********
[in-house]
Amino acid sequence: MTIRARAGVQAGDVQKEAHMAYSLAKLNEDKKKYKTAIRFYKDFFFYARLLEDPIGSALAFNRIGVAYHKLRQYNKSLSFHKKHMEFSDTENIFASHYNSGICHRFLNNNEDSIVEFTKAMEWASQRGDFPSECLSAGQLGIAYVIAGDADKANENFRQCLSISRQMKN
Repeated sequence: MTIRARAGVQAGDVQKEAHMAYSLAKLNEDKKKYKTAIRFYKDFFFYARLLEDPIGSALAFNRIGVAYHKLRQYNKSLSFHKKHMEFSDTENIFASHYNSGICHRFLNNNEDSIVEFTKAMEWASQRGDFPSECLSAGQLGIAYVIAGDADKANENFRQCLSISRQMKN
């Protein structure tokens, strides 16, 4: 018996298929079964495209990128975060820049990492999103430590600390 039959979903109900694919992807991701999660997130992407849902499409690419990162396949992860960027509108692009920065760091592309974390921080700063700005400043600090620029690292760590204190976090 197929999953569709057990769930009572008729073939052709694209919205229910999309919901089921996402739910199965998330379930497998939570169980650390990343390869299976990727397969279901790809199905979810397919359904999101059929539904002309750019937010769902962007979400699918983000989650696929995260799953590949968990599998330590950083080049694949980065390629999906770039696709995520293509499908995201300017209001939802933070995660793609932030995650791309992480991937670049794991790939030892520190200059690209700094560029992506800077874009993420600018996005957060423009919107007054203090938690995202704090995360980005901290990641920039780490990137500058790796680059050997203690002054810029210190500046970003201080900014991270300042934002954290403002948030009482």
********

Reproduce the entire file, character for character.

[in-house]
Amino acid sequence: MTIRARAGVQAGDVQKEAHMAYSLAKLNEDKKKYKTAIRFYKDFFFYARLLEDPIGSALAFNRIGVAYHKLRQYNKSLSFHKKHMEFSDTENIFASHYNSGICHRFLNNNEDSIVEFTKAMEWASQRGDFPSECLSAGQLGIAYVIAGDADKANENFRQCLSISRQMKN
Repeated sequence: MTIRARAGVQAGDVQKEAHMAYSLAKLNEDKKKYKTAIRFYKDFFFYARLLEDPIGSALAFNRIGVAYHKLRQYNKSLSFHKKHMEFSDTENIFASHYNSGICHRFLNNNEDSIVEFTKAMEWASQRGDFPSECLSAGQLGIAYVIAGDADKANENFRQCLSISRQMKN
């Protein structure tokens, strides 16, 4: 018996298929079964495209990128975060820049990492999103430590600390 039959979903109900694919992807991701999660997130992407849902499409690419990162396949992860960027509108692009920065760091592309974390921080700063700005400043600090620029690292760590204190976090 197929999953569709057990769930009572008729073939052709694209919205229910999309919901089921996402739910199965998330379930497998939570169980650390990343390869299976990727397969279901790809199905979810397919359904999101059929539904002309750019937010769902962007979400699918983000989650696929995260799953590949968990599998330590950083080049694949980065390629999906770039696709995520293509499908995201300017209001939802933070995660793609932030995650791309992480991937670049794991790939030892520190200059690209700094560029992506800077874009993420600018996005957060423009919107007054203090938690995202704090995360980005901290990641920039780490990137500058790796680059050997203690002054810029210190500046970003201080900014991270300042934002954290403002948030009482």